Script processing

When the BlackBerry® Browser parses a web page, it processes JavaScript® as it is encountered. Scripts can be inline or external.

When the browser encounters a <script> element, it pauses web page rendering activities while it retrieves and then executes the script. You can use the defer attribute to prevent the script from being processed until it is called. Unless the initial web page content relies on the outcome of a script, you should use the defer attribute.

In BlackBerry® Device Software version 4.5 or earlier, if the BlackBerry Browser encounters any script that produces common dynamic HTML effects, the browser executes without error but produces no visual effect. JavaScript that is not supported simply produces an error, which, unless handled within the script, prevents the script from executing any further.

Script processing behavior varies slightly, depending on the network gateway the browser uses to access the content.

  • If the content is accessed through the BlackBerry MDS Connection Service network gateway or the BlackBerry Internet Service Browsing network gateway, the network gateway typically pre-compiles the JavaScript before sending it to the BlackBerry device. The server can compile the script faster than the device can. When the server compiles the script, it can reduce the time required for the browser to process the script, thereby reducing the length of time that the browser is blocked from rendering the web page.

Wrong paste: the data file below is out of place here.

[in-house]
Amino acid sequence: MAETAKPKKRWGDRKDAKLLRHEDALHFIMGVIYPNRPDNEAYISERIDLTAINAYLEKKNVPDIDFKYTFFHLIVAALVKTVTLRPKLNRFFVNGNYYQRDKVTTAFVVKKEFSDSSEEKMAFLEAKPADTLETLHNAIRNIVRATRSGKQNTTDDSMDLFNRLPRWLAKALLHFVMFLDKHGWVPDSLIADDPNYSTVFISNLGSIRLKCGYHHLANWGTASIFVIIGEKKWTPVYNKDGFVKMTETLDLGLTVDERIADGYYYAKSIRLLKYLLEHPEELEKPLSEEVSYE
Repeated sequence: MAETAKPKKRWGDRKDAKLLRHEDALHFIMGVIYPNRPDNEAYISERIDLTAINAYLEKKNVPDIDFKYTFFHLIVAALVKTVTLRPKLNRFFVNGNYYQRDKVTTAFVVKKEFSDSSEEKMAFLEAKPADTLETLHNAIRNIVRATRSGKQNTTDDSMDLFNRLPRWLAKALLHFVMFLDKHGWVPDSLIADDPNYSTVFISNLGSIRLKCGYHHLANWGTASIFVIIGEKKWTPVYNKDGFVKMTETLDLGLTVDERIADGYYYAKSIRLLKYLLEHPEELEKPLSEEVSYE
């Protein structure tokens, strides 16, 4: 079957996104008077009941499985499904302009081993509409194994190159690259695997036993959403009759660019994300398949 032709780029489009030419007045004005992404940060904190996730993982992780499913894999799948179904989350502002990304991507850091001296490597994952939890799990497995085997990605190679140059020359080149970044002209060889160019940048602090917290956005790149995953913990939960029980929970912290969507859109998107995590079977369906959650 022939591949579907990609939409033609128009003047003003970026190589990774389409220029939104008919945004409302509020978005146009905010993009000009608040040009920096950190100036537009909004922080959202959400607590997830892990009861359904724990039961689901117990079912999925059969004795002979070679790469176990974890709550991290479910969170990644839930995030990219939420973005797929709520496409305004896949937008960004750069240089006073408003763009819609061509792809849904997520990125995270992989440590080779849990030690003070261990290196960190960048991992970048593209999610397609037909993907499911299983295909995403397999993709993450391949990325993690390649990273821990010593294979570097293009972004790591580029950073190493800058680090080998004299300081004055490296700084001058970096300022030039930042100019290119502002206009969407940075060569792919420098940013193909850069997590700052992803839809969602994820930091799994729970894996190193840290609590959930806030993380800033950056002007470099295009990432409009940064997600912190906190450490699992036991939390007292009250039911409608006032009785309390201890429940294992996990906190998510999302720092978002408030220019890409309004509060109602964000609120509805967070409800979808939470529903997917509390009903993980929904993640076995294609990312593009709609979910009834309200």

One obstacle to server-side preprocessing of the JavaScript occurs when an eval() function is used to execute JavaScript code. The network gateway cannot precompile the contents of an eval() function. Instead, the BlackBerry Browser must compile the code.

  • If the content is accessed through a WAP network gateway, the browser compiles the code and reads any auxiliary JavaScript support libraries that are referenced from the web page.

The BlackBerry Browser supports a number of compression algorithms. In general, compressing content targeting the BlackBerry Browser offers little benefit in terms of reducing data transfer speeds or network traffic; if the content is accessed through the BlackBerry MDS Connection Service network gateway or the BlackBerry Internet Service Browsing network gateway, the network gateway unpacks the script before it compiles and recompresses the script for efficient transfer over the wireless network. If you use compression algorithms that contain the eval() function, the algorithms can hinder performance; the network gateway will unpack and recompress the script for transfer, but since the network gateway cannot precompile the enclosed code, the benefit derived from precompiling on the server side is reduced.

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